Assignment 1. 2: Summary and Personal Response Jennifer English Composition 115 May 10, 2012 Assignment 1. 2: Summary and Personal Response In “Facing Poverty with a Rich Girl’s Habits,” (Kim, 2004) the author, Suki Kim, writes about the struggles she faced as an impoverished, South Korean, immigrant teen in the 1980’s. Suddenly Kim’s world is turned upside down and she must find a way to survive in a foreign land. She writes emotionally about trying to find a place to fit in with other teens like herself while learning a new language and culture.
The writer’s purpose is to tell the story of her difficult transition from rich to poor in a foreign country. She wrote her story in the form of a memoir to reach others like her, immigrants starting over in foreign countries, but also, to anyone who may have ever felt alone and lost in new surroundings. She used a reflective tone as she emotionally described the experiences she went through. Kim starts her story by telling readers about how her life changed in the blink of an eye.
Her wealthy family suddenly lost everything when her father lost his businesses and, to avoid prison time, left their beautiful estate in South Korea, fleeing to America with nothing. They settled in Queens, New York in the upstairs of a small house. Things were very different from that to which she was accustomed. She no longer had the luxuries from her rich life; riding the bus instead of being driven, washing her own clothes, and cleaning up her own messes, no governess to help with homework.
In school, she joined the English as a Second Language class, hoping to find comfort in a class filled with other kids that were also just learning to speak English. She quickly figured out that most of her classmates came from poverty and even though they were all on the same level now, they looked at her differently because she came from money. The wealthier families, like hers, had moved to less poor parts of New York. She recalls the “distance” she felt between herself and the newest immigrants, her E. S.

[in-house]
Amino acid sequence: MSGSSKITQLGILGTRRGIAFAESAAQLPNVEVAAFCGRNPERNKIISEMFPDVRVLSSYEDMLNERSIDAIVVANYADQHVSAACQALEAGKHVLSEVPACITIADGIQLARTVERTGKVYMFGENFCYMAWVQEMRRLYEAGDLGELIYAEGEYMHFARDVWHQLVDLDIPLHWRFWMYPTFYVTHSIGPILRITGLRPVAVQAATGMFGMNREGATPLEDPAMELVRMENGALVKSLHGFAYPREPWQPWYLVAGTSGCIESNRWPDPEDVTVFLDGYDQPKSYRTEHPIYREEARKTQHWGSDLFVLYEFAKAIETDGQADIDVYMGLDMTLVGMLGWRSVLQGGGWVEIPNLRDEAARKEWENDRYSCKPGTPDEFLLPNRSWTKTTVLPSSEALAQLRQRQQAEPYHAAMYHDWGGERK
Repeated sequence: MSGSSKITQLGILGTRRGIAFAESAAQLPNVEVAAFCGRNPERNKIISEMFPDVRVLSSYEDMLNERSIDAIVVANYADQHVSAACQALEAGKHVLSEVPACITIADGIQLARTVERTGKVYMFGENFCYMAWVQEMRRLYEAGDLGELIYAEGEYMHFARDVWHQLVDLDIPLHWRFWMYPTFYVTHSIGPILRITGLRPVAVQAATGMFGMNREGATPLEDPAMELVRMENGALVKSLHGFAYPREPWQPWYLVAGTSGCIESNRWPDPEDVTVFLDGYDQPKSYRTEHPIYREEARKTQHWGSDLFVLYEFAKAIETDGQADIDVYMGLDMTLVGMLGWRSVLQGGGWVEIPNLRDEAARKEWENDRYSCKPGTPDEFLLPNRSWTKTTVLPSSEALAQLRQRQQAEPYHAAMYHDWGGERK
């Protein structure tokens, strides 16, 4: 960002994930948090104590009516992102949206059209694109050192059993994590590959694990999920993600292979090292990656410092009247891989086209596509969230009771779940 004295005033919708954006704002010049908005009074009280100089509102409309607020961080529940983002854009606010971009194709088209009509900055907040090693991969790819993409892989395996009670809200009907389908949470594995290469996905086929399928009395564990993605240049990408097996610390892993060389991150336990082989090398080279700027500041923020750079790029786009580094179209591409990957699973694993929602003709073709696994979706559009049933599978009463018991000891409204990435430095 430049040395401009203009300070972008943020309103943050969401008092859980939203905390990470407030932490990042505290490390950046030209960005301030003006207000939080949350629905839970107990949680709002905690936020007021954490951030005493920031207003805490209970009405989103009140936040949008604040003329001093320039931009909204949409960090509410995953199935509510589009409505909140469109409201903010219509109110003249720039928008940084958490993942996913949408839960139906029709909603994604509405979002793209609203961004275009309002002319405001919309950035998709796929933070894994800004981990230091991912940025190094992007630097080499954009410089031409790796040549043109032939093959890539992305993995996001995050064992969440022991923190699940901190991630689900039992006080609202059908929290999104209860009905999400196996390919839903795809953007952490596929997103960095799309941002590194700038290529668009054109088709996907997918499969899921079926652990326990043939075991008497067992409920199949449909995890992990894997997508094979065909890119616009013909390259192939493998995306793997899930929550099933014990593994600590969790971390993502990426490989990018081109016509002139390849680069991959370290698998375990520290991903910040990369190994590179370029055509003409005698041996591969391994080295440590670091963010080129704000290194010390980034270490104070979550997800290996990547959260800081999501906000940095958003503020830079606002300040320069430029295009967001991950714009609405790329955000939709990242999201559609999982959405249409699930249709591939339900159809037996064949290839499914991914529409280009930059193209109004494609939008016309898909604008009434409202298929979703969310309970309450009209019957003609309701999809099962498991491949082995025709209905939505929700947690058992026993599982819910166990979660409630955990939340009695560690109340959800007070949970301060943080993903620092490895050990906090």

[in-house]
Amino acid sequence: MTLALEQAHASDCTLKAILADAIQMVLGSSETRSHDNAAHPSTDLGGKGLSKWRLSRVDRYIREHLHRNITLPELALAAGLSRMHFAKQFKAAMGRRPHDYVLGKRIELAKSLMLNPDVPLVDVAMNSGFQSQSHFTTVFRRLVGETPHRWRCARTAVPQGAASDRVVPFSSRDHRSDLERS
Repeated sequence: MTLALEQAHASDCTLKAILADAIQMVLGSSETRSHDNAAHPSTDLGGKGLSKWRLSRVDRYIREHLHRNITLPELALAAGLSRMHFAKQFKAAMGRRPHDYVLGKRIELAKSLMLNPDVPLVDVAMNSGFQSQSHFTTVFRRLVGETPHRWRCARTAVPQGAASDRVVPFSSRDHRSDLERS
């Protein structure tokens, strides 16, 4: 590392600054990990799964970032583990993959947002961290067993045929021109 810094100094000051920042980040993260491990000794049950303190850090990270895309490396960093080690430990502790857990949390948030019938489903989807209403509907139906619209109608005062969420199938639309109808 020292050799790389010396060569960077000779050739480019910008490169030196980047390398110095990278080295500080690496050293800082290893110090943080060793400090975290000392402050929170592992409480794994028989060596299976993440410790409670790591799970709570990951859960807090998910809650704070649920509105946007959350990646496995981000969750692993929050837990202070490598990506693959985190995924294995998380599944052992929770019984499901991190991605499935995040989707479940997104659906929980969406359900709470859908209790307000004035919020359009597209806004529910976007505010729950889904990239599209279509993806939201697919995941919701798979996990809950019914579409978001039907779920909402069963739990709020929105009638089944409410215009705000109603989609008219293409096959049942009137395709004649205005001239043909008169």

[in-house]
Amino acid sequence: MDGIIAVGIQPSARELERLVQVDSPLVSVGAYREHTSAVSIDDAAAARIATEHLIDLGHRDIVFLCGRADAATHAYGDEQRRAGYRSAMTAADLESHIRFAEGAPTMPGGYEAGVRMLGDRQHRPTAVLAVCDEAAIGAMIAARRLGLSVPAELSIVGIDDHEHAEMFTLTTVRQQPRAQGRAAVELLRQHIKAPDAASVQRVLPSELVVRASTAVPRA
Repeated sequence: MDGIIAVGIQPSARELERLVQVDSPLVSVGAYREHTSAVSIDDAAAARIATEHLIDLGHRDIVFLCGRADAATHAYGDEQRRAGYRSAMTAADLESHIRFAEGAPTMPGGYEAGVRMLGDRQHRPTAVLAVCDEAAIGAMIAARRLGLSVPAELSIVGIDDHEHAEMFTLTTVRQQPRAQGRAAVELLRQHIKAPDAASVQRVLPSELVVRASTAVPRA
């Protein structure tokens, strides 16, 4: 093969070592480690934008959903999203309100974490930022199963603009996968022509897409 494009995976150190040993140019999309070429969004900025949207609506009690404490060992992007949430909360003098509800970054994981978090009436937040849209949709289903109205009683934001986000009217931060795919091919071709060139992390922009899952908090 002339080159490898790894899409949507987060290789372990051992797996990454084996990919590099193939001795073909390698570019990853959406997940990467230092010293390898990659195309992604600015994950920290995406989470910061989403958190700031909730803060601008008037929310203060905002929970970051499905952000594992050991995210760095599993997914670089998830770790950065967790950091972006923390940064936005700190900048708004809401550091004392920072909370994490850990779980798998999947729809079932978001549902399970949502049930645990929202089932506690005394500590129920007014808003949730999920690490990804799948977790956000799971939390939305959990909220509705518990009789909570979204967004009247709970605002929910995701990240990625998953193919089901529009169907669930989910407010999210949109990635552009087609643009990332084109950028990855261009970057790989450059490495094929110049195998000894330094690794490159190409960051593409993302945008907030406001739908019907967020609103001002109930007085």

L classmates and the English–speaking Korean-American kids, sadness in trying to find a place to belong in a new country after losing everything that she once knew. It did not take her long to realize that this was her life now, no matter how sad, lonely or scary it was, and she had to survive it. Although I am not an immigrant and I have spoken English all my life, I can, in some ways relate to this essay and the way Kim may have felt. I have never been rich but my family has lost everything and we have had to move with nothing and start over.
I felt her sadness in having lost what she knew, the loneliness in trying to figure out where she fit in this large world, the confusion she felt in trying to learn a new language and culture. I have only moved across state lines but even that can seem like crossing an ocean when you are a teenager. Each local culture has its own characteristics, and being an “alien” anywhere can be immensely frightening, even without the change from wealth to poverty. References Kim, S. (2004, November 21). Facing Poverty with a Rich Girl’s Habits. Retrieved from www. nytimes. com: http://www. nytimes. com/2004/11/21/nyregion/thecity/21kim. html? _r=1